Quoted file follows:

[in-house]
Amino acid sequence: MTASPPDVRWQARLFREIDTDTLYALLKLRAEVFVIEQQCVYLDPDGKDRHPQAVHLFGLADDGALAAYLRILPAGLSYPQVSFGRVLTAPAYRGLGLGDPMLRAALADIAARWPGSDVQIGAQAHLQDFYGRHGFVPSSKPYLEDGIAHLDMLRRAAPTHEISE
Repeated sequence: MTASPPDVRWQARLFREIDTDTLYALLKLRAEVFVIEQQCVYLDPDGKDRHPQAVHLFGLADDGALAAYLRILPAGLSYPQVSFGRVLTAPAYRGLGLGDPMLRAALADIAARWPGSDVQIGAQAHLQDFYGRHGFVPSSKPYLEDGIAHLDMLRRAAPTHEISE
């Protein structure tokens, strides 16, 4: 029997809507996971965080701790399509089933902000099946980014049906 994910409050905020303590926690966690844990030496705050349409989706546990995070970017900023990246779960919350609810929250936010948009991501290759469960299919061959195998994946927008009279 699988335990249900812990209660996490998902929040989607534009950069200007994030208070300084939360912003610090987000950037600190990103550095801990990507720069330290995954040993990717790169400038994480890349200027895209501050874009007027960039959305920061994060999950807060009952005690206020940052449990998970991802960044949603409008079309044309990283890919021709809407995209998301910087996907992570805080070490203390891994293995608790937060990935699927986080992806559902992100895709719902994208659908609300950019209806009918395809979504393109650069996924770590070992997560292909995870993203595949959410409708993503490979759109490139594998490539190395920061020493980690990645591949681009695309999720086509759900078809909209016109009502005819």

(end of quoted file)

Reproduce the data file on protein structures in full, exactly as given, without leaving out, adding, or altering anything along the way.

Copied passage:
[in-house]
Amino acid sequence: MTASPPDVRWQARLFREIDTDTLYALLKLRAEVFVIEQQCVYLDPDGKDRHPQAVHLFGLADDGALAAYLRILPAGLSYPQVSFGRVLTAPAYRGLGLGDPMLRAALADIAARWPGSDVQIGAQAHLQDFYGRHGFVPSSKPYLEDGIAHLDMLRRAAPTHEISE
Repeated sequence: MTASPPDVRWQARLFREIDTDTLYALLKLRAEVFVIEQQCVYLDPDGKDRHPQAVHLFGLADDGALAAYLRILPAGLSYPQVSFGRVLTAPAYRGLGLGDPMLRAALADIAARWPGSDVQIGAQAHLQDFYGRHGFVPSSKPYLEDGIAHLDMLRRAAPTHEISE
């Protein structure tokens, strides 16, 4: 029997809507996971965080701790399509089933902000099946980014049906 994910409050905020303590926690966690844990030496705050349409989706546990995070970017900023990246779960919350609810929250936010948009991501290759469960299919061959195998994946927008009279 699988335990249900812990209660996490998902929040989607534009950069200007994030208070300084939360912003610090987000950037600190990103550095801990990507720069330290995954040993990717790169400038994480890349200027895209501050874009007027960039959305920061994060999950807060009952005690206020940052449990998970991802960044949603409008079309044309990283890919021709809407995209998301910087996907992570805080070490203390891994293995608790937060990935699927986080992806559902992100895709719902994208659908609300950019209806009918395809979504393109650069996924770590070992997560292909995870993203595949959410409708993503490979759109490139594998490539190395920061020493980690990645591949681009695309999720086509759900078809909209016109009502005819």